Real soused herring is made from exquisitely oily virgin herring which has eaten red feed. Soused herring is salted for just 24 hours. It is tenderised quickly, and then frozen to stop the (tenderisation) process.
Soused herring is a delicacy originating from the Netherlands. "Matje" means "young girl", and is derived from the same word as the German word "Mädchen". The herring is a North Sea herring smaller than Norwegian spring spawning herring, which is caught further to the north. To be made into soused herring, it has to have eaten red feed and have a percentage of fat of around 18–24 %.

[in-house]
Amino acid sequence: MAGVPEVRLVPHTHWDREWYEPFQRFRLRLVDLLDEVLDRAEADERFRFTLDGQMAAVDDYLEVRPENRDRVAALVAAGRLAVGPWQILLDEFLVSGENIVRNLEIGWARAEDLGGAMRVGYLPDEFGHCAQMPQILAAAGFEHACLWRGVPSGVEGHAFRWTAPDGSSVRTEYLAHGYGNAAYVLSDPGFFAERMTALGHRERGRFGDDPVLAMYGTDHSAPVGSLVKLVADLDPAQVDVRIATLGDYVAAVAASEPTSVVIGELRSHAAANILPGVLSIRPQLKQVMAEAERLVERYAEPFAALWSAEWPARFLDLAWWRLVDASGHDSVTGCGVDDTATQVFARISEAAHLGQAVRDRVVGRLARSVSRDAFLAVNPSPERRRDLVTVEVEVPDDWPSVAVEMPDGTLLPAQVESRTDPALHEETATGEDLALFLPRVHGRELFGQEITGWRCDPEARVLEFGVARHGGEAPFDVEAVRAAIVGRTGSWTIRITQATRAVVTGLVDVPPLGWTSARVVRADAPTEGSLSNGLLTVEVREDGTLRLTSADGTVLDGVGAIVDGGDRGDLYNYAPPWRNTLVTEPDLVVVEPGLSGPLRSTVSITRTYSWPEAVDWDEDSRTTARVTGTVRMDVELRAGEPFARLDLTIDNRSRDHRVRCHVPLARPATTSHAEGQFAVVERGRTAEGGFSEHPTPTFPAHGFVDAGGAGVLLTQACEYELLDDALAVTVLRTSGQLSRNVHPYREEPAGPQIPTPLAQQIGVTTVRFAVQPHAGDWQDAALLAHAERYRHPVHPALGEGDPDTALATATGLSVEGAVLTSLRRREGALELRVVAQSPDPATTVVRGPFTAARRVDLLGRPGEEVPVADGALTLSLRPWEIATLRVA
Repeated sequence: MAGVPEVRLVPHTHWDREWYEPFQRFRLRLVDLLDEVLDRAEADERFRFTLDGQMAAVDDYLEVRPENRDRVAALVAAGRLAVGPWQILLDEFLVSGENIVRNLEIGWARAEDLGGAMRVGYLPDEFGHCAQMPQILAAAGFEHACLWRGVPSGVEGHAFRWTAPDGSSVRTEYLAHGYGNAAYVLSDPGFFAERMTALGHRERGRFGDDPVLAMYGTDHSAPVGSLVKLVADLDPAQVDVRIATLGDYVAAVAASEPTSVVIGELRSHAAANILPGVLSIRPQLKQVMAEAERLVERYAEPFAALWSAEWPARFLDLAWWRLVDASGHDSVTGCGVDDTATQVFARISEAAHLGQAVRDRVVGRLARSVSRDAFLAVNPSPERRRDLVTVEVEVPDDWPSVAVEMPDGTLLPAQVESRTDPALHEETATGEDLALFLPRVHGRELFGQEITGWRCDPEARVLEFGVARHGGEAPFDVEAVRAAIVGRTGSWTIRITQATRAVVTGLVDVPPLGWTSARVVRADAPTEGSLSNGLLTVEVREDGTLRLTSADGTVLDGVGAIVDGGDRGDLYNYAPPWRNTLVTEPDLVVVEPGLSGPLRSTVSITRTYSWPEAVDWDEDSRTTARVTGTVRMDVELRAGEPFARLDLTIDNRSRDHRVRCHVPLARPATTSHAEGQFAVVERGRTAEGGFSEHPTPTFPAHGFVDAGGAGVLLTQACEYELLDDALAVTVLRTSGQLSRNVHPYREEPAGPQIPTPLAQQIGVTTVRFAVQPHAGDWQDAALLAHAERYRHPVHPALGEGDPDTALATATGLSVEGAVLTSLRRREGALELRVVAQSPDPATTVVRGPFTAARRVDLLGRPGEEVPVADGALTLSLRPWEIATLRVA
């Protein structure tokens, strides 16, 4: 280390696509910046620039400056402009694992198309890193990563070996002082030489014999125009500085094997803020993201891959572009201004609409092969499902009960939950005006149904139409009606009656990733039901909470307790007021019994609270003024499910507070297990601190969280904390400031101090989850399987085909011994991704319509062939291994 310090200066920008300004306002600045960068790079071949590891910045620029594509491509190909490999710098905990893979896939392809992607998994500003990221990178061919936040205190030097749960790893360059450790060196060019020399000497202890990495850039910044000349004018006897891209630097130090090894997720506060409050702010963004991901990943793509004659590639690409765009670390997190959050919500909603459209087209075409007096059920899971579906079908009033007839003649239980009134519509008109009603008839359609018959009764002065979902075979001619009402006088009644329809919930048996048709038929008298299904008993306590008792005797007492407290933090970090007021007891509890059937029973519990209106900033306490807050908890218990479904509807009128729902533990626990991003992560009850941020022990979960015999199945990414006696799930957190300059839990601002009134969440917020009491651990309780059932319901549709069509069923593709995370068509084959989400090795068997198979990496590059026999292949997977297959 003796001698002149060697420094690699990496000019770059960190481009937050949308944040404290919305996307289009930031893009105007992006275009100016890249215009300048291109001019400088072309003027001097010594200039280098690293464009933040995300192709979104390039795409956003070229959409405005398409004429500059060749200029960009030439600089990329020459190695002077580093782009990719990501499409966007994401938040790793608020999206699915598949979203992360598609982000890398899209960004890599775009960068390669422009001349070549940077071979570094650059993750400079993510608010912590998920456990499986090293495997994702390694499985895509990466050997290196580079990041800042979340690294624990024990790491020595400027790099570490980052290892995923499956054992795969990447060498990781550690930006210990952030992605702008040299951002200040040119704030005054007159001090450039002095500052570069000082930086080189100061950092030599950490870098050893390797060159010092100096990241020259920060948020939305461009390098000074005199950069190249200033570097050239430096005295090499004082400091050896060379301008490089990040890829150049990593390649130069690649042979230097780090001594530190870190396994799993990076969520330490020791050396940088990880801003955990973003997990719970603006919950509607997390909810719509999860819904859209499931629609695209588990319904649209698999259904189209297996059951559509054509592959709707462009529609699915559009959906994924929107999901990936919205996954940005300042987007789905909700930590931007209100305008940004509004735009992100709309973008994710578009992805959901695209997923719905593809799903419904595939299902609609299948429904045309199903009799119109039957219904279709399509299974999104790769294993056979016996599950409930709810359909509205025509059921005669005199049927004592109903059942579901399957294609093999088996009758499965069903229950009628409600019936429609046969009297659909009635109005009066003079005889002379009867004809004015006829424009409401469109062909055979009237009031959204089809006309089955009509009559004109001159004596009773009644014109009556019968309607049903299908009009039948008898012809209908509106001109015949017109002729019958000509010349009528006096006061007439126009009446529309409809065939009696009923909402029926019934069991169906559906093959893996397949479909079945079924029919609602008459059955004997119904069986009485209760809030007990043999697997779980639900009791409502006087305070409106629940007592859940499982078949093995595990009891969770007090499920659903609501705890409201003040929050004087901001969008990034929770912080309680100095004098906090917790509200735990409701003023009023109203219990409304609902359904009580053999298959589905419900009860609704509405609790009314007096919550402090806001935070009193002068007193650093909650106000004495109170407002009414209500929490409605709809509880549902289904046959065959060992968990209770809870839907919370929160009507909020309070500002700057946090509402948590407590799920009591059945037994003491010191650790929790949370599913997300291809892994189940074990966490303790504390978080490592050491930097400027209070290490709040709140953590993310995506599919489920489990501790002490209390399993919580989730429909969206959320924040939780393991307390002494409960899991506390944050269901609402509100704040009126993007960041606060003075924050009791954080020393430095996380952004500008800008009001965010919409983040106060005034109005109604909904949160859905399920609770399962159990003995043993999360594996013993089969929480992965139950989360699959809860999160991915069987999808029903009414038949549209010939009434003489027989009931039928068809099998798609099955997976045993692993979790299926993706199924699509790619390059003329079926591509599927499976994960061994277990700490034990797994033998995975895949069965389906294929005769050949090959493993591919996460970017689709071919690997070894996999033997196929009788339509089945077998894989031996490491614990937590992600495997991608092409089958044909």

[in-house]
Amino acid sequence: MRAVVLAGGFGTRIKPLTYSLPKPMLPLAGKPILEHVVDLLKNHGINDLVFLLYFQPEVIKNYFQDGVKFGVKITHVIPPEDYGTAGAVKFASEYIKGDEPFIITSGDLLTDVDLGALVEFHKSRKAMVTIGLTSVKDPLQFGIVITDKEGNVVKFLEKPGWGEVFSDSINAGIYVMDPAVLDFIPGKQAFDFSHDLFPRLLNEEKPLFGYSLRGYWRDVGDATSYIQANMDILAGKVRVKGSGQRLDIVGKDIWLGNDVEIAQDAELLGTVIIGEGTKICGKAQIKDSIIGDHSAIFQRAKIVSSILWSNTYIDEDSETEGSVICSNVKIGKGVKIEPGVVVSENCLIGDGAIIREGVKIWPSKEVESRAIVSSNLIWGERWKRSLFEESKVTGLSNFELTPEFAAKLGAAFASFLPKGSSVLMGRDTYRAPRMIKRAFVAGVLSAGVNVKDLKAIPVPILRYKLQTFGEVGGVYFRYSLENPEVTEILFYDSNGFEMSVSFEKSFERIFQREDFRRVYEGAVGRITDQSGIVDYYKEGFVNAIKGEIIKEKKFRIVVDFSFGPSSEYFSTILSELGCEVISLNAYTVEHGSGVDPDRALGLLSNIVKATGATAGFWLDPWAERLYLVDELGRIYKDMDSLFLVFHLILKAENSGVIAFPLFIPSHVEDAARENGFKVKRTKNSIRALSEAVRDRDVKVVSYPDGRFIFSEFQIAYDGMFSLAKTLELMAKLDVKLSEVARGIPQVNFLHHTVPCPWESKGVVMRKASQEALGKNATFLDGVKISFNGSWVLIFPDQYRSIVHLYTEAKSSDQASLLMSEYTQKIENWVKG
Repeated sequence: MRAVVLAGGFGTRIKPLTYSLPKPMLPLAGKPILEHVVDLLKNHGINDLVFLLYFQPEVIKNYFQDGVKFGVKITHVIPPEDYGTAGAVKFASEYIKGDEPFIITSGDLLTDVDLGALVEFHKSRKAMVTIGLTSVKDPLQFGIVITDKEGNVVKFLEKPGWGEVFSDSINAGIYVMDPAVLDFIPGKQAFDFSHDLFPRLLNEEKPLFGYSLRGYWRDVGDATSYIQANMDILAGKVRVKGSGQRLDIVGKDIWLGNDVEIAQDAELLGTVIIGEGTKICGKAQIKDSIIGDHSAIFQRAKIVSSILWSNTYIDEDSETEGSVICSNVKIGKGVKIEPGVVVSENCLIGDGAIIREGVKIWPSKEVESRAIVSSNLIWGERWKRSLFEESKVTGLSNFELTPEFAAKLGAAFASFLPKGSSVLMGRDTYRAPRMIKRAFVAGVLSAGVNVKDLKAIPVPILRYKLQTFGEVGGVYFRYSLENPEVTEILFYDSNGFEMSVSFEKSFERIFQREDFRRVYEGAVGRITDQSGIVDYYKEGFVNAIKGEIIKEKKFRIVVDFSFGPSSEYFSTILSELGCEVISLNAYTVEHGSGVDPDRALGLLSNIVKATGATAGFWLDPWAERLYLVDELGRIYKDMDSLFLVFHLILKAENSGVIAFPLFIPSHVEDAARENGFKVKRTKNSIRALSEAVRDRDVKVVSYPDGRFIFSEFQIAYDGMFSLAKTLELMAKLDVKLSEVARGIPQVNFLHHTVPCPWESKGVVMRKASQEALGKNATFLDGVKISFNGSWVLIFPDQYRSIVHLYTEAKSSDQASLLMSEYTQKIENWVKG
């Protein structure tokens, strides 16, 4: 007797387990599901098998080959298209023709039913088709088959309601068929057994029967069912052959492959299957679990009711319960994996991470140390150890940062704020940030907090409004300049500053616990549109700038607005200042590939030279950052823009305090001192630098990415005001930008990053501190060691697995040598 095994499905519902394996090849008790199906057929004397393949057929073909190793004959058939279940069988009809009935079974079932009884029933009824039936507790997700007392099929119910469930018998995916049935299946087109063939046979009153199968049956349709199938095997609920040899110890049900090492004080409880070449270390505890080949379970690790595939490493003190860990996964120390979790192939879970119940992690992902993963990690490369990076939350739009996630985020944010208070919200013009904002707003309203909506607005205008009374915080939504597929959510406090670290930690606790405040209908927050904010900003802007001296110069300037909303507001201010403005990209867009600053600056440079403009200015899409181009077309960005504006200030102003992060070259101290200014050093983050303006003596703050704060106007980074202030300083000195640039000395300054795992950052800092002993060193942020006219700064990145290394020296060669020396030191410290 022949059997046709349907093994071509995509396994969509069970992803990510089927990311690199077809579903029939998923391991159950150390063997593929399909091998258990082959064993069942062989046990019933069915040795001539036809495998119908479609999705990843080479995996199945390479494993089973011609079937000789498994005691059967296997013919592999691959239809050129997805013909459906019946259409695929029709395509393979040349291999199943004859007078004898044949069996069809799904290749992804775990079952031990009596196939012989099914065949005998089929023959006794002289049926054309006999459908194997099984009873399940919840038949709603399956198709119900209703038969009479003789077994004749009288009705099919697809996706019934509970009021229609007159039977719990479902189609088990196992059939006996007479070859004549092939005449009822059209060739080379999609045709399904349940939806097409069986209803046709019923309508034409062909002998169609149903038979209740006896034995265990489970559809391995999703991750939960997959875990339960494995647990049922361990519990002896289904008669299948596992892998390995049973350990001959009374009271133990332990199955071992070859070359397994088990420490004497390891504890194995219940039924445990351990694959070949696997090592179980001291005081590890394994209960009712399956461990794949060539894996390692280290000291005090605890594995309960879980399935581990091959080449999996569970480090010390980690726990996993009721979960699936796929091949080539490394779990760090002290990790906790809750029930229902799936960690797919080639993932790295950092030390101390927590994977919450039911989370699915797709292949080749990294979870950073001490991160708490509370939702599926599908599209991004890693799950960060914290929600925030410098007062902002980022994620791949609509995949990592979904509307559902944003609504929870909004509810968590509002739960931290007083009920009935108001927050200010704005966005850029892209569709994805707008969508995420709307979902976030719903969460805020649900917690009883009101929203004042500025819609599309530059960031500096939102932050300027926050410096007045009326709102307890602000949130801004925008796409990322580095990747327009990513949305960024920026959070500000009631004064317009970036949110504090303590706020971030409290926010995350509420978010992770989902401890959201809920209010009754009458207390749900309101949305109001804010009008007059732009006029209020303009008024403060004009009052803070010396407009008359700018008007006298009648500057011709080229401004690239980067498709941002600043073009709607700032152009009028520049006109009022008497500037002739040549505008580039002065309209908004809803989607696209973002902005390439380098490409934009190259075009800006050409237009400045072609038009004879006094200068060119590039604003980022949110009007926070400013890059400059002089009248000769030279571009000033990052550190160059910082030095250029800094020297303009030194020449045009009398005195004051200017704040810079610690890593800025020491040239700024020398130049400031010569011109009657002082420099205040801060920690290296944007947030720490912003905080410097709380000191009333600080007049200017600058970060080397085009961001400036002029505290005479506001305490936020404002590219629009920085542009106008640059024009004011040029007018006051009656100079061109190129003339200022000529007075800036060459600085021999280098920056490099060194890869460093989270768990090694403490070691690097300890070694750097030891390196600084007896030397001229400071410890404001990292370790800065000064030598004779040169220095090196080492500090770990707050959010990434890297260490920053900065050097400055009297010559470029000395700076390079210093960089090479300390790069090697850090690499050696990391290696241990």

The concept of soused herring is found as a delicacy in Sweden, Denmark and Germany, but only the Dutch make real Matjessild. The others are deemed to be "lookalikes".
Herring for soused herring is caught in the North Sea from mid-May to early July. Most of this herring is landed in Egersund, and production is carried out mainly in Egersund and Hirtshals by Dutch people. Only a small amount of soused herring production takes place in the Netherlands nowadays. Its main markets are the Netherlands and Germany. Unfortunately, the Norwegians have not yet discovered this delicacy.